Uncovering High Functioning Substance Abusers
My niece was a beautiful thirty year old wife and mother to three children. She had long, blonde, wavy hair that framed her bright blue eyes. She almost always had a smile on her face and would go out of her way to do a favor for anyone that knew her. She was employed full time most of her adult life, as well as taking on the duties of maintaining a household. She loved her family very much and tried her best to provide her children with a good life. Despite all the positives about her, my niece was also addicted to drugs. It started innocently enough, to treat a blood clotting disease she inherited. From treating the disease that ailed her, a hidden addiction began that ultimately took her life. From prescription opiates to street drugs, the downward spiral came hard and swift. Loved ones were left wondering how this could have happened to a woman who seemed to be holding it all together. My niece had done a superb job at concealing her disease and there are many others like her in the world. They manage to sustain gainful employment, maintain families and social schedules, as well as hide a often powerful addiction to drugs or alcohol.
They are often referred to as “high functioning addicts”. People addicted to alcohol or drugs that mask the symptoms of their disease so well that those close to them might never know the truth they fight so hard to keep concealed. In the immediate family there are generally no secrets, just things not talked about. Many times a spouse, child, or a parent of a high functioning addict will know what is truly happening but walks on eggshells to keep the peace. Addicts are known for denying, blaming, minimizing the addiction, and many families avoid the problem until it is too late. This dysfunctional atmosphere affects everyone and could cause emotional troubles for future generations if left unresolved.
The high functioning alcoholic or drug addict leads a double life. On the outside they seem like any other person. They hold down employment, take care of their families, stay active with friends, and often have high achieving qualities. High function addicts detest those that wear their addiction on their sleeve and live in great denial that a problem exists. The familiar question from them is, “If I had a drug problem, would I be able to go to work everyday and take care of my family?” They will find the idea of a drug problem humorous as they go on about the successes they have in their lives. The ability these addicts have to go on for a great length of time without any noticeable problems does eventually come to an end. No one is able to hide an addiction forever. They may lose a spouse or get a DUI and then the problems continue to escalate.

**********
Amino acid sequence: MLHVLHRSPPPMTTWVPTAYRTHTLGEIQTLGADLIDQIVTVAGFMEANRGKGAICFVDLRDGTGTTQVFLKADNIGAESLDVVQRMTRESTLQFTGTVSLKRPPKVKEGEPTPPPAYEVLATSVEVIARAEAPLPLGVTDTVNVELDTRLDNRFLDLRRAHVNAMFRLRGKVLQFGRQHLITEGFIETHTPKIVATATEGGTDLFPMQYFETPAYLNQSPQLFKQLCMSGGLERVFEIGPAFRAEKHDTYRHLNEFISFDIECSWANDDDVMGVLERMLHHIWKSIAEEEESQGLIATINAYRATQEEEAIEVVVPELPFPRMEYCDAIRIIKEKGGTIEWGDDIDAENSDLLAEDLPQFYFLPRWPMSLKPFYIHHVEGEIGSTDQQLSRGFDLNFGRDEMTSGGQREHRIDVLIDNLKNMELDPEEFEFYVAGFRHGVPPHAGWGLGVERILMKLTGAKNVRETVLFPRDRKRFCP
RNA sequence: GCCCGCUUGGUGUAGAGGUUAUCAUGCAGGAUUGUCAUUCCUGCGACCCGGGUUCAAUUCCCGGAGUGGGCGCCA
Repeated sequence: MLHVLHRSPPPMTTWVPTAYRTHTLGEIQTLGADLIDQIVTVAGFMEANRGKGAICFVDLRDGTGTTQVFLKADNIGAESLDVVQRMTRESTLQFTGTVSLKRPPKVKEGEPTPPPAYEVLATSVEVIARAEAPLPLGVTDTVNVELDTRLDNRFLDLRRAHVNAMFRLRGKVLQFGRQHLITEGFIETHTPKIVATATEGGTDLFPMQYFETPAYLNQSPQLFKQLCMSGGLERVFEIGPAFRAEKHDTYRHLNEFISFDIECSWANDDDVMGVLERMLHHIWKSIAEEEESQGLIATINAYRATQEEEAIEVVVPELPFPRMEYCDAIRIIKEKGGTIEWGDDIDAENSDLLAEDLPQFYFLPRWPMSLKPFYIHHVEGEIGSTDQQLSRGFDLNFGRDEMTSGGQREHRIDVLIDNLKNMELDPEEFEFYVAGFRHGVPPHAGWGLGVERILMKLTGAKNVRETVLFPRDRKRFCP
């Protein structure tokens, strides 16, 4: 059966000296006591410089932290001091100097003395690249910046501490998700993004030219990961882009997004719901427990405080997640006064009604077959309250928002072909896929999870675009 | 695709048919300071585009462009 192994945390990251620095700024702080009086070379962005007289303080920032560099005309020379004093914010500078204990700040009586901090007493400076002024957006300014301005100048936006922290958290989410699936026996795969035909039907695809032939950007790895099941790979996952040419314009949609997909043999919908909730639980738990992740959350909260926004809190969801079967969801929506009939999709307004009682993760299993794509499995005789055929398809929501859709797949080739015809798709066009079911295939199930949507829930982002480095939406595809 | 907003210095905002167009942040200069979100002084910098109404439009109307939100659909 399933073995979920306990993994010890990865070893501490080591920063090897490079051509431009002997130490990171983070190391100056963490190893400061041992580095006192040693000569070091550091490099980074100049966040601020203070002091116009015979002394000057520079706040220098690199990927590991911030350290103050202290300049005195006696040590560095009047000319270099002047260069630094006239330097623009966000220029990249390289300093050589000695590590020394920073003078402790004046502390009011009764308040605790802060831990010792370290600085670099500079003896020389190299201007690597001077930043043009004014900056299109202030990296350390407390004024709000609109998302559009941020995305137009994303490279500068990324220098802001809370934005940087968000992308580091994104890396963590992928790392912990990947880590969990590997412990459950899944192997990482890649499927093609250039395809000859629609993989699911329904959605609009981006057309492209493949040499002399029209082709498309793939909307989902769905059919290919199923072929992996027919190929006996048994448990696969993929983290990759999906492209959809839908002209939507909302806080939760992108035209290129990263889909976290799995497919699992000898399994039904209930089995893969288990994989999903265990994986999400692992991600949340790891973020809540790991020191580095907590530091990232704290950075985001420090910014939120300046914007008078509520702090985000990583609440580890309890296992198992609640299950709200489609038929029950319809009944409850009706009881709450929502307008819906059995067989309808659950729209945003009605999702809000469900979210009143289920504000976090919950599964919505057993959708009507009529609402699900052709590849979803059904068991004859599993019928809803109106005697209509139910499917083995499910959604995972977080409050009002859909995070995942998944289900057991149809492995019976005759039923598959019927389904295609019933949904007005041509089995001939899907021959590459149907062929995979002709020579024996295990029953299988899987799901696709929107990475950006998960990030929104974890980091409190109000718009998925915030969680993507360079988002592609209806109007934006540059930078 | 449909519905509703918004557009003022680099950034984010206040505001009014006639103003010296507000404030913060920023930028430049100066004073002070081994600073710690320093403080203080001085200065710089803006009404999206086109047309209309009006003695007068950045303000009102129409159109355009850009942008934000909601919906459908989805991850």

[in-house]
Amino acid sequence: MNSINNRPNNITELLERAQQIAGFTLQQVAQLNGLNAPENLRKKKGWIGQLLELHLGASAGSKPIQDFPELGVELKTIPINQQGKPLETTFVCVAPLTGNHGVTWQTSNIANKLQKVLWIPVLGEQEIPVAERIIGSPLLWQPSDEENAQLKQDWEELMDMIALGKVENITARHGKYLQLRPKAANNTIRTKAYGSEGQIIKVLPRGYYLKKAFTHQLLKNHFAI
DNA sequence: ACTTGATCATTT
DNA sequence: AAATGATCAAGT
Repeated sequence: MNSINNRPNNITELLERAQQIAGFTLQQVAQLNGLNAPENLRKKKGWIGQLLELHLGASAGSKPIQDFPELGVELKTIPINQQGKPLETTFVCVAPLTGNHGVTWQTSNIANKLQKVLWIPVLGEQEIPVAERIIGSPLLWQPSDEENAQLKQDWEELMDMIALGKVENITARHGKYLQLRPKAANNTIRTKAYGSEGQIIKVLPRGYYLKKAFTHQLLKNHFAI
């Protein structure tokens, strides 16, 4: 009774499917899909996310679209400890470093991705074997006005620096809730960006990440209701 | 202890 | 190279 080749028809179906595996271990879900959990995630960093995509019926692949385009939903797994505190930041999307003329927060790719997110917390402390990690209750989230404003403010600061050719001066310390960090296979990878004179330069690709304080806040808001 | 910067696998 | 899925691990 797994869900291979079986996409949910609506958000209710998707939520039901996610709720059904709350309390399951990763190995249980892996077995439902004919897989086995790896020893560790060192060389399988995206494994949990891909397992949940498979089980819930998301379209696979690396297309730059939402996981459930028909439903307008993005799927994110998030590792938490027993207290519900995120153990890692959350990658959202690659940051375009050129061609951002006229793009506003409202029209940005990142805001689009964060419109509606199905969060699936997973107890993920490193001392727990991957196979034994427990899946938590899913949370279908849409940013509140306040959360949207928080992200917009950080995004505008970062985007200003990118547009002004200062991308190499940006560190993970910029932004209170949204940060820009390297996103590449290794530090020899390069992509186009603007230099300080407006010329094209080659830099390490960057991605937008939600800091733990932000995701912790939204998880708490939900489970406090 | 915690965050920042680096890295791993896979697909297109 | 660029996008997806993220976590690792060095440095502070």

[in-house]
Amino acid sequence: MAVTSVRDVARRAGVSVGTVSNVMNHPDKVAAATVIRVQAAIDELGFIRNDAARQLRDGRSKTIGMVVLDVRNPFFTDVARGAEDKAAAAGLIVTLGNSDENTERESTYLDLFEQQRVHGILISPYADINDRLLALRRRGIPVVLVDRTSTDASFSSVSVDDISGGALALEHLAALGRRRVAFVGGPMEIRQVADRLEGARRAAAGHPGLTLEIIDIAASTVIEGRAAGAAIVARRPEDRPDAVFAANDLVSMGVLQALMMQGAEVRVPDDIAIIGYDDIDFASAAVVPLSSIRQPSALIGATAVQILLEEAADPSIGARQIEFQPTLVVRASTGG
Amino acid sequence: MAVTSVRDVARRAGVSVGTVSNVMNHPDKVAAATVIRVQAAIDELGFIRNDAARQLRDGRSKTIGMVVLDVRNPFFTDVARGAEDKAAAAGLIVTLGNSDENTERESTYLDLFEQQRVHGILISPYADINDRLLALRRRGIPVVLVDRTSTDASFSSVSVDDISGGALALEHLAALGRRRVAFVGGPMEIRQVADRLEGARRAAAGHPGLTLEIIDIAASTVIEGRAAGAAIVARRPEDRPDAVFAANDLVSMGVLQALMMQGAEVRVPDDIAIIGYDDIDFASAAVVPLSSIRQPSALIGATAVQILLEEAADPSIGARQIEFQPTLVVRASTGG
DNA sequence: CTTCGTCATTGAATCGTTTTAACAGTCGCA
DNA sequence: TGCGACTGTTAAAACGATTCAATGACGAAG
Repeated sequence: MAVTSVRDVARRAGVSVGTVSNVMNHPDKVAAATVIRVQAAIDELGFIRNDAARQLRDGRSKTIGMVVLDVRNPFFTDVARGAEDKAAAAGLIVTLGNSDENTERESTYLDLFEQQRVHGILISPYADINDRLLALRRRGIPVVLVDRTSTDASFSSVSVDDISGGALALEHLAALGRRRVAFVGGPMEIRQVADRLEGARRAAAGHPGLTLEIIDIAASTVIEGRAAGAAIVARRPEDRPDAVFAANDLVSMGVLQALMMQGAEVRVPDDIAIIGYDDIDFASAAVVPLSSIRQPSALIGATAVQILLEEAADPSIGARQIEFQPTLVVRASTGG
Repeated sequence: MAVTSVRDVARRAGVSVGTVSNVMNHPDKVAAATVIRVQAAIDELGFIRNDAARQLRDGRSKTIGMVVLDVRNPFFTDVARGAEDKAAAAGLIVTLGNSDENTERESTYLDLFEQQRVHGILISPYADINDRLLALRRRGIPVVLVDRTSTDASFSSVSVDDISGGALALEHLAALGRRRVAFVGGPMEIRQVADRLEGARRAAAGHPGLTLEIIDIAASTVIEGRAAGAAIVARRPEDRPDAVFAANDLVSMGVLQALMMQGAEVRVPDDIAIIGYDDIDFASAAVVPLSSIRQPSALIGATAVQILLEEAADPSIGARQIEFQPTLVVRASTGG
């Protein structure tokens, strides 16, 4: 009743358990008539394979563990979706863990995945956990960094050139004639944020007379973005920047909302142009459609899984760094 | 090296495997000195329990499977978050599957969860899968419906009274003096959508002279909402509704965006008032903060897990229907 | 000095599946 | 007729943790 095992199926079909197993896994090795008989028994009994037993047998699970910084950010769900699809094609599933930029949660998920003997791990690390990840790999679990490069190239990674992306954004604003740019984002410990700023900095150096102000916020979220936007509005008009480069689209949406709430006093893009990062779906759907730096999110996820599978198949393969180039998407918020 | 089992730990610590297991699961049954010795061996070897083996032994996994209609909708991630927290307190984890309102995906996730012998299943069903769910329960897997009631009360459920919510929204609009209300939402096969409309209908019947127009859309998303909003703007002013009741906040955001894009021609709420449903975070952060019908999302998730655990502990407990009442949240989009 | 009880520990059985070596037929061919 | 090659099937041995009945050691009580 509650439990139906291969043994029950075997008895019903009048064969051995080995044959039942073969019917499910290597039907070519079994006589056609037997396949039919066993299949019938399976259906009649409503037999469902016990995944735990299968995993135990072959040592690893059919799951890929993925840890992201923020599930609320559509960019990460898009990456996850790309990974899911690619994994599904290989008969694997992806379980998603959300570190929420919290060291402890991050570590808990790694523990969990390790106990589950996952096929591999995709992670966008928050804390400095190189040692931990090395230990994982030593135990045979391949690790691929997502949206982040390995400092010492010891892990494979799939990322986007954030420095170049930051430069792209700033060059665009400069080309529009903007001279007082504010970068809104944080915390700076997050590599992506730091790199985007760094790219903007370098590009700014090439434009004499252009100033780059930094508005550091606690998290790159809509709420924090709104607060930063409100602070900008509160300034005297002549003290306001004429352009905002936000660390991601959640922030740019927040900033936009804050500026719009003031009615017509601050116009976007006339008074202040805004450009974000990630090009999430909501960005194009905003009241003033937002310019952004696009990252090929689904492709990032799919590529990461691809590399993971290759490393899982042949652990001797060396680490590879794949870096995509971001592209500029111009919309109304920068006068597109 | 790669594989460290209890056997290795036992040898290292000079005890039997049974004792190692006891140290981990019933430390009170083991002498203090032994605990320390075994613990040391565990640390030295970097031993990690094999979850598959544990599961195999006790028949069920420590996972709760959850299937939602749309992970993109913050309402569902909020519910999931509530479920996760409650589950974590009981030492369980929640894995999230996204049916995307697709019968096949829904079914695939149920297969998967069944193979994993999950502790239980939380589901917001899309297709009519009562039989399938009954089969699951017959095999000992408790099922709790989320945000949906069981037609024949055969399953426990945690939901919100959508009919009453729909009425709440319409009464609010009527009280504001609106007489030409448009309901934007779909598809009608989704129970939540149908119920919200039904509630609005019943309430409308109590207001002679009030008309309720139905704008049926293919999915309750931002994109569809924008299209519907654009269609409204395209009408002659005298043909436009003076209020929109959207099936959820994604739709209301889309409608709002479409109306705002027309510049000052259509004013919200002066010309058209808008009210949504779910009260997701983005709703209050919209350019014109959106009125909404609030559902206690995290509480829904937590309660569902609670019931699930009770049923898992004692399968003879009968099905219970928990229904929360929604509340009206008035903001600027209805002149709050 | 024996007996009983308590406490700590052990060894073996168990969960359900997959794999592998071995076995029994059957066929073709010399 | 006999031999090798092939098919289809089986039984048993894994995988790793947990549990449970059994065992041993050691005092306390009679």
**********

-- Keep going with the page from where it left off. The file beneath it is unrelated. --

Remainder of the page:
If you suspect that someone you love may be masking an addiction to alcohol, prescription drugs or illegal substances there are things you may consider doing to help them. If attempts to convince them through confrontation have failed, don't give up. You could speak with other family members and convince them that avoiding the problem is not going to make it go away. (My one regret in regards to my niece's death is not trying to discuss her addiction with her family.) Talk about staging an intervention. There are treatment centers in most areas that will aid the process or private counselors that specialize in intervention services. You could use your internet search engine to find one close to you. In closing, I just want to say that waiting for your loved one to hit “rock bottom” is not necessary in order for them to begin the path to recovery. The earlier the addiction is recognized, the better the chances of long term recovery.